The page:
Tuesday, February 7, 2017

What's Left is Right

“Mercy and truth have met together; righteousness and peace have kissed each other.”  Psalm 85:10 NKJV

Our country is polarized right now and has been for several years.  People have been trying to transform left and right viewpoints into “either-or” politics.  It’s not working.  Different viewpoints are not supposed to be mutually exclusive; in fact, both are necessary in order for either to survive.  Fortunately there are people who recognize this and are writing about it:  Chris Satullo “Polite Politics: Five Road-Tested Rules for Talking with the Other Side” and James R. Neal “Our Own Worst Enemy.”   I would like to add my own solitary voice to those advocating mutual respect, understanding, and collaboration.

Conservative and Liberal:  We need both to function as a society.  From Webster’s dictionary © 1980, we have the following definitions:

Conservative:  disposed to preserve existing conditions, institutions, etc., and to agree with gradual rather than abrupt change; to favor moderate progressivism; one who conserves (i.e., to keep from loss, decay, waste, or injury); to favor official supervision of rivers, forests, and other natural resources.

Liberal:  favorable to progress or reform, as in religious or political affairs; of or pertaining to representational forms of government rather than aristocracies or monarchies; favorable to concepts of maximum individual freedom possible, as guaranteed by law and secured by governmental protection of civil liberties; free from prejudice or bigotry; tolerant; open-minded.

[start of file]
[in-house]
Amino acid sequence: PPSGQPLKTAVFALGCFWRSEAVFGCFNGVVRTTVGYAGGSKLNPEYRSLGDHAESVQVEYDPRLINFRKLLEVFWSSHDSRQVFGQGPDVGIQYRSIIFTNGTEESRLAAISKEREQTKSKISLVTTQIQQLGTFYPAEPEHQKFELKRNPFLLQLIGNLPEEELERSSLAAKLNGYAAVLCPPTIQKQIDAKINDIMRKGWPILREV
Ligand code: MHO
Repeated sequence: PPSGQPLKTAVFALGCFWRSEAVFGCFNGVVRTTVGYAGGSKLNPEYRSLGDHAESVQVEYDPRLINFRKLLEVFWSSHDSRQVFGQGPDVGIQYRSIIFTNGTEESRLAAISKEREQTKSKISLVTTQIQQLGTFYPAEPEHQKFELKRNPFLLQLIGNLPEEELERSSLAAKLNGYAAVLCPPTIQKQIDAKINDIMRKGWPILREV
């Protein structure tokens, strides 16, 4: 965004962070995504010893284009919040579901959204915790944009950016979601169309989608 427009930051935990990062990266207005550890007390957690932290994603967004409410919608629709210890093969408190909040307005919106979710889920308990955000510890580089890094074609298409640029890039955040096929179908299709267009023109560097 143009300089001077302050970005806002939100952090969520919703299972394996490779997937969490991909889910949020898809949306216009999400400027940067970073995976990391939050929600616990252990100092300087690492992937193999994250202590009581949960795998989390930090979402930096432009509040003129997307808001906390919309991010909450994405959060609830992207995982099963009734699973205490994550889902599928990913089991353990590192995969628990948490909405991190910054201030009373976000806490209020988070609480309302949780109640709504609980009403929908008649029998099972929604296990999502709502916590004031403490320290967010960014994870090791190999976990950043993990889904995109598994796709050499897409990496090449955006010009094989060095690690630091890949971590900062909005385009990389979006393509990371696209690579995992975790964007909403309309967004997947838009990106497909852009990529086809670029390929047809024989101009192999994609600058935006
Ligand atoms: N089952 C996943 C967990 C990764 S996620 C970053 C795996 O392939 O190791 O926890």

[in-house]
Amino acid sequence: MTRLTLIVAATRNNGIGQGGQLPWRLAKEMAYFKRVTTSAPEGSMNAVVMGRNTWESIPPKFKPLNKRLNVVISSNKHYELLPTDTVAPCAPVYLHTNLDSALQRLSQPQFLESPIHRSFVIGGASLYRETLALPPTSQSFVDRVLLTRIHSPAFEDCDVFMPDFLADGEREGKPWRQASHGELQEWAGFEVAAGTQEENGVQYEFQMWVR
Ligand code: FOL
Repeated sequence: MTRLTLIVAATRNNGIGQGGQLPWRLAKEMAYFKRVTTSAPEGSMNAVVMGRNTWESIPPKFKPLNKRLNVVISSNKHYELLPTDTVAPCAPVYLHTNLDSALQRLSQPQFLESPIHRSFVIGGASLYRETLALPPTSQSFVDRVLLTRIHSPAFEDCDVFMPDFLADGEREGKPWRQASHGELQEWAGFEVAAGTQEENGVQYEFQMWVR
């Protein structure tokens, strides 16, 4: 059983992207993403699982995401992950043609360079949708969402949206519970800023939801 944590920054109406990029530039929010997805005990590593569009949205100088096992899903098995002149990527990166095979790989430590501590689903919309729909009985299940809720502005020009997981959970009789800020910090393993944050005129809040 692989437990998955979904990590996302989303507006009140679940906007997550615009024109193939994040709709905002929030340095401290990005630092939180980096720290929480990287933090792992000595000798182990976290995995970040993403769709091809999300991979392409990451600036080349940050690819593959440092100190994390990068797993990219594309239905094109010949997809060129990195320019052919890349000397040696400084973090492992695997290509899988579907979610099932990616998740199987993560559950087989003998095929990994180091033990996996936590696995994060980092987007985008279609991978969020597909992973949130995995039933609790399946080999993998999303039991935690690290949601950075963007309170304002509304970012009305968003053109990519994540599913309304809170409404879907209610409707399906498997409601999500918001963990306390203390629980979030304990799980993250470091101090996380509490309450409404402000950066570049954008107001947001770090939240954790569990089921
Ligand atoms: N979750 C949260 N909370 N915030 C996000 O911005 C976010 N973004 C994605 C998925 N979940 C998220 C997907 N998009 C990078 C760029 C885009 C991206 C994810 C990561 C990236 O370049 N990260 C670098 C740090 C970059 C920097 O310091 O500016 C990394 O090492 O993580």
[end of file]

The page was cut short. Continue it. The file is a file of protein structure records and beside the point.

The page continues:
Based on these definitions, I am a conservative liberal and a liberal conservative.  I have a right side and a left side who work well together.  My left brain collaborates with my right brain to create all sorts of amazing things for me to think about.  Without those two, I would be very bored and restless and would probably get into all sorts of trouble. 
When I want to write something, my right hand does the heavy lifting at first, while my left hand holds the paper steady.  When it’s time to transfer my written thoughts to my computer, both hands work in harmony on the keyboard.  You go, hands!

Speaking of words, I need both my “yes” and my “no,” my “up” and my “down,” my “hello” and “goodbye.”  How frustrating it would be to communicate if I did not have a choice of saying either one or the other, at any given time, and in any particular situation. 

Justice and mercy are not mutually exclusive; they, too, work best when they work together.  I need them both if I am going to function as a contributing member of society.  I think we all do.












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